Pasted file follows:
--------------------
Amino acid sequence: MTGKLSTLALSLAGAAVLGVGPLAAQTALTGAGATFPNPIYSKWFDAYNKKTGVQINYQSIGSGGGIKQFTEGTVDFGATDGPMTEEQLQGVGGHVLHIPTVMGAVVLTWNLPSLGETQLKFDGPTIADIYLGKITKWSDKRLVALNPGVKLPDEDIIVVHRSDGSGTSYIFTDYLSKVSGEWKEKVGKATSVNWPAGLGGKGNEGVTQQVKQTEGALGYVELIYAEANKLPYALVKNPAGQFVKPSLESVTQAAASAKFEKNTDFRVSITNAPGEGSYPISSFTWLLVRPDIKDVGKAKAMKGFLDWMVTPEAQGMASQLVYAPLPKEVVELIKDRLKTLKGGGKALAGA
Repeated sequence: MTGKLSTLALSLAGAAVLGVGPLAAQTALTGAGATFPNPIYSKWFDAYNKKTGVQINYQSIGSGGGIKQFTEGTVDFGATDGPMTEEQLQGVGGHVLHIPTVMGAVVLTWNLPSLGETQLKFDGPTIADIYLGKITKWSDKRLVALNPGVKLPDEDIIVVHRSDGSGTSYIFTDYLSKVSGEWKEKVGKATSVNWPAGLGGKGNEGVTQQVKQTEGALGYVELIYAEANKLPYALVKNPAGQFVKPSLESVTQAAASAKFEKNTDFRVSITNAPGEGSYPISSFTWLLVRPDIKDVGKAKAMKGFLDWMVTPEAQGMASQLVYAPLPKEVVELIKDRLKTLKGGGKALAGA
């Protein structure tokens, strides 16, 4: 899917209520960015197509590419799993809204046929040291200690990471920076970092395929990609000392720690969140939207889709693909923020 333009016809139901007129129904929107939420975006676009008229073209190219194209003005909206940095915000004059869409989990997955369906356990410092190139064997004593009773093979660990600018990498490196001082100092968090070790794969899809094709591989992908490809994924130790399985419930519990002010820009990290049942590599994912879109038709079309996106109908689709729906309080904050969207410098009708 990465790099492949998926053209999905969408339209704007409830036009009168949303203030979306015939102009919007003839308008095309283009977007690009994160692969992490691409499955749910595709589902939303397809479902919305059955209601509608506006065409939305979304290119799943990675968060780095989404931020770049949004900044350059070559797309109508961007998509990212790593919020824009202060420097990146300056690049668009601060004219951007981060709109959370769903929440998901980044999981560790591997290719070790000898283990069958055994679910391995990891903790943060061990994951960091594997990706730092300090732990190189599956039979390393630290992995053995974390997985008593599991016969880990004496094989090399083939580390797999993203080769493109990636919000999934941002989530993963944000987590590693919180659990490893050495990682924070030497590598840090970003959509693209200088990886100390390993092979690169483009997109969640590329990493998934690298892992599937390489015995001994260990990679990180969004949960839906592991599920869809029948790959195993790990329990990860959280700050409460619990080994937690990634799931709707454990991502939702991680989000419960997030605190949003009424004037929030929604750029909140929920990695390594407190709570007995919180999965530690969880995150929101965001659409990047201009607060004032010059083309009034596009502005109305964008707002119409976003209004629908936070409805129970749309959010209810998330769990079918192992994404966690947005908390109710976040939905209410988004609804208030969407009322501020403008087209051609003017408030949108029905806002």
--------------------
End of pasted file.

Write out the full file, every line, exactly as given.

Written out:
Amino acid sequence: MTGKLSTLALSLAGAAVLGVGPLAAQTALTGAGATFPNPIYSKWFDAYNKKTGVQINYQSIGSGGGIKQFTEGTVDFGATDGPMTEEQLQGVGGHVLHIPTVMGAVVLTWNLPSLGETQLKFDGPTIADIYLGKITKWSDKRLVALNPGVKLPDEDIIVVHRSDGSGTSYIFTDYLSKVSGEWKEKVGKATSVNWPAGLGGKGNEGVTQQVKQTEGALGYVELIYAEANKLPYALVKNPAGQFVKPSLESVTQAAASAKFEKNTDFRVSITNAPGEGSYPISSFTWLLVRPDIKDVGKAKAMKGFLDWMVTPEAQGMASQLVYAPLPKEVVELIKDRLKTLKGGGKALAGA
Repeated sequence: MTGKLSTLALSLAGAAVLGVGPLAAQTALTGAGATFPNPIYSKWFDAYNKKTGVQINYQSIGSGGGIKQFTEGTVDFGATDGPMTEEQLQGVGGHVLHIPTVMGAVVLTWNLPSLGETQLKFDGPTIADIYLGKITKWSDKRLVALNPGVKLPDEDIIVVHRSDGSGTSYIFTDYLSKVSGEWKEKVGKATSVNWPAGLGGKGNEGVTQQVKQTEGALGYVELIYAEANKLPYALVKNPAGQFVKPSLESVTQAAASAKFEKNTDFRVSITNAPGEGSYPISSFTWLLVRPDIKDVGKAKAMKGFLDWMVTPEAQGMASQLVYAPLPKEVVELIKDRLKTLKGGGKALAGA
């Protein structure tokens, strides 16, 4: 899917209520960015197509590419799993809204046929040291200690990471920076970092395929990609000392720690969140939207889709693909923020 333009016809139901007129129904929107939420975006676009008229073209190219194209003005909206940095915000004059869409989990997955369906356990410092190139064997004593009773093979660990600018990498490196001082100092968090070790794969899809094709591989992908490809994924130790399985419930519990002010820009990290049942590599994912879109038709079309996106109908689709729906309080904050969207410098009708 990465790099492949998926053209999905969408339209704007409830036009009168949303203030979306015939102009919007003839308008095309283009977007690009994160692969992490691409499955749910595709589902939303397809479902919305059955209601509608506006065409939305979304290119799943990675968060780095989404931020770049949004900044350059070559797309109508961007998509990212790593919020824009202060420097990146300056690049668009601060004219951007981060709109959370769903929440998901980044999981560790591997290719070790000898283990069958055994679910391995990891903790943060061990994951960091594997990706730092300090732990190189599956039979390393630290992995053995974390997985008593599991016969880990004496094989090399083939580390797999993203080769493109990636919000999934941002989530993963944000987590590693919180659990490893050495990682924070030497590598840090970003959509693209200088990886100390390993092979690169483009997109969640590329990493998934690298892992599937390489015995001994260990990679990180969004949960839906592991599920869809029948790959195993790990329990990860959280700050409460619990080994937690990634799931709707454990991502939702991680989000419960997030605190949003009424004037929030929604750029909140929920990695390594407190709570007995919180999965530690969880995150929101965001659409990047201009607060004032010059083309009034596009502005109305964008707002119409976003209004629908936070409805129970749309959010209810998330769990079918192992994404966690947005908390109710976040939905209410988004609804208030969407009322501020403008087209051609003017408030949108029905806002």